Tag Archives: Greens Bush

Boobooks in the canopy

Some friends who live on a lovely property that backs onto the National Park that I visit most weekends gave me a tip that there was a family of Boobook Owls roosting in a dense stand of Blackwoods near their property. I found the owls and spent some time trying to find an angle through the branches and up into the canopy. It was very tricky shooting with the high sun and bright sky. The juveniles were quite curious about my antics and watched me as a I watched them.

Southern Boobook, Greens Bush, Mornington Peninsula National Park, Vic

Southern Boobook, Greens Bush, Mornington Peninsula National Park, Vic

Southern Boobook, Greens Bush, Mornington Peninsula National Park, Vic

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Southern Boobook, Greens Bush, Mornington Peninsula National Park, Vic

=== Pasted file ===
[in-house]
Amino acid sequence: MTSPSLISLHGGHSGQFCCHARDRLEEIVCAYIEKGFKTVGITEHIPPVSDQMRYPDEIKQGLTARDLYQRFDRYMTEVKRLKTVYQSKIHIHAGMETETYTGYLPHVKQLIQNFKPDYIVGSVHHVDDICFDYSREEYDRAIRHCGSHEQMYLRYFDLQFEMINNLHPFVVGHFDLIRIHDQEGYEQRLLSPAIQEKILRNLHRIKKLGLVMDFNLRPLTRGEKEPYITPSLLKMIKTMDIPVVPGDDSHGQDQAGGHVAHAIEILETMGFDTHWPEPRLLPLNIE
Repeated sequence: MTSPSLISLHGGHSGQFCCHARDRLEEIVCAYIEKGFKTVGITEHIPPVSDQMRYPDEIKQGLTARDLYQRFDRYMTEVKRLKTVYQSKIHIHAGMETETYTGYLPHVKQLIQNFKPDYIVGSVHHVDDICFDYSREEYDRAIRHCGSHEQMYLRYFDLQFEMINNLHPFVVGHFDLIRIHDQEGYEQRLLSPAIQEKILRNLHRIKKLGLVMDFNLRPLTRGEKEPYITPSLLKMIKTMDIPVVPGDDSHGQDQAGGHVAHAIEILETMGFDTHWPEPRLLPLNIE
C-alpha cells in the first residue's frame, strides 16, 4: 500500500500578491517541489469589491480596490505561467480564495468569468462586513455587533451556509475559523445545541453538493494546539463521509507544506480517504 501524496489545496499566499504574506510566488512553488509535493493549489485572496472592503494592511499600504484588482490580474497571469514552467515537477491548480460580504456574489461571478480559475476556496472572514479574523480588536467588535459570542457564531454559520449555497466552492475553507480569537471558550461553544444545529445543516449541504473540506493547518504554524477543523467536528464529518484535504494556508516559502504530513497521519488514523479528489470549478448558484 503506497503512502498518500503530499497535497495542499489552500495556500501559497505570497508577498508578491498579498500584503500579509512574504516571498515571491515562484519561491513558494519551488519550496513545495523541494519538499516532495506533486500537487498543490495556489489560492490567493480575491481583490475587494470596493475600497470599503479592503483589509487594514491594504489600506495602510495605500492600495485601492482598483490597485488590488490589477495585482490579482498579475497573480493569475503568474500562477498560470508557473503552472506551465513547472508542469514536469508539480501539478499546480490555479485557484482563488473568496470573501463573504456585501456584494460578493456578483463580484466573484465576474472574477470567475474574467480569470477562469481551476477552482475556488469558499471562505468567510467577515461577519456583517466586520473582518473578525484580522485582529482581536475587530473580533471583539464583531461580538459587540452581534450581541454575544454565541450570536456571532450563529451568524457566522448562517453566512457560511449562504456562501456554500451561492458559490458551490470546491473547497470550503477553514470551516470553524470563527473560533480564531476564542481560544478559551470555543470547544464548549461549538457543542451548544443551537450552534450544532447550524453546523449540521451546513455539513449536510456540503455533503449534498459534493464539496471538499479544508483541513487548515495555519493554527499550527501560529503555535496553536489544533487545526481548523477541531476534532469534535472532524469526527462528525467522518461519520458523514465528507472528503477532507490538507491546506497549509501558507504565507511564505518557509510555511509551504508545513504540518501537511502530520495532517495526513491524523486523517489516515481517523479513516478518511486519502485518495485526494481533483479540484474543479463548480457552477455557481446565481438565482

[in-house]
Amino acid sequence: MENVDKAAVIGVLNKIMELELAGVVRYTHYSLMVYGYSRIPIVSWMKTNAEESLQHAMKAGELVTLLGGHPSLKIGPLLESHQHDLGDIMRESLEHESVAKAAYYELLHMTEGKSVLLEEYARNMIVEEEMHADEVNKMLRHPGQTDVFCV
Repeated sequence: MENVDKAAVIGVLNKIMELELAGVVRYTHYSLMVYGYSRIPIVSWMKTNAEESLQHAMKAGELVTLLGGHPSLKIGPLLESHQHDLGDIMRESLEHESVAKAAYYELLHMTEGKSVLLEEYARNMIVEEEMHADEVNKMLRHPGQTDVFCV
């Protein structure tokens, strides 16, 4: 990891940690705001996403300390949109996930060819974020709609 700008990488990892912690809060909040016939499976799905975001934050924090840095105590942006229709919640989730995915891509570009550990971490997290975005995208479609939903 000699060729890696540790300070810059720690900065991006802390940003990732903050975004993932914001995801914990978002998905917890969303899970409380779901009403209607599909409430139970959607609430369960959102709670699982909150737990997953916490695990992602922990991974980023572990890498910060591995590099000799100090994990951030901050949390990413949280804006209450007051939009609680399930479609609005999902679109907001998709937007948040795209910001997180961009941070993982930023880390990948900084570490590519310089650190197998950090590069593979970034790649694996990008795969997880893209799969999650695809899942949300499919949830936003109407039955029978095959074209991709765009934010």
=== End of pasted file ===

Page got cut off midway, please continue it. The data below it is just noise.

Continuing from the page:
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Southern Boobook family, Greens Bush, Mornington Peninsula National Park, Vic

Southern Boobook family

Southern Boobook family, Greens Bush, Mornington Peninsula National Park, Vic

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Southern Boobook family, Greens Bush, Mornington Peninsula National Park, Vic

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More hungry than timid

On recent walks around Greens Bush I have noticed quite a few juveniles learning the ropes from their parents. I found several Crimson Rosellas feeding in this flowering bush. The parents flew off but two juveniles stayed and kept feeding not overly concerned by me at all. This species in the wild is usually quite timid. It is a good time of year for getting closer to the forest birds and taking photos.

Juvenile Crimson Rosella, Greens Bush, Mornington Peninsula National Park, Vic,

Juvenile Crimson Rosella, Greens Bush, Mornington Peninsula National Park, Vic,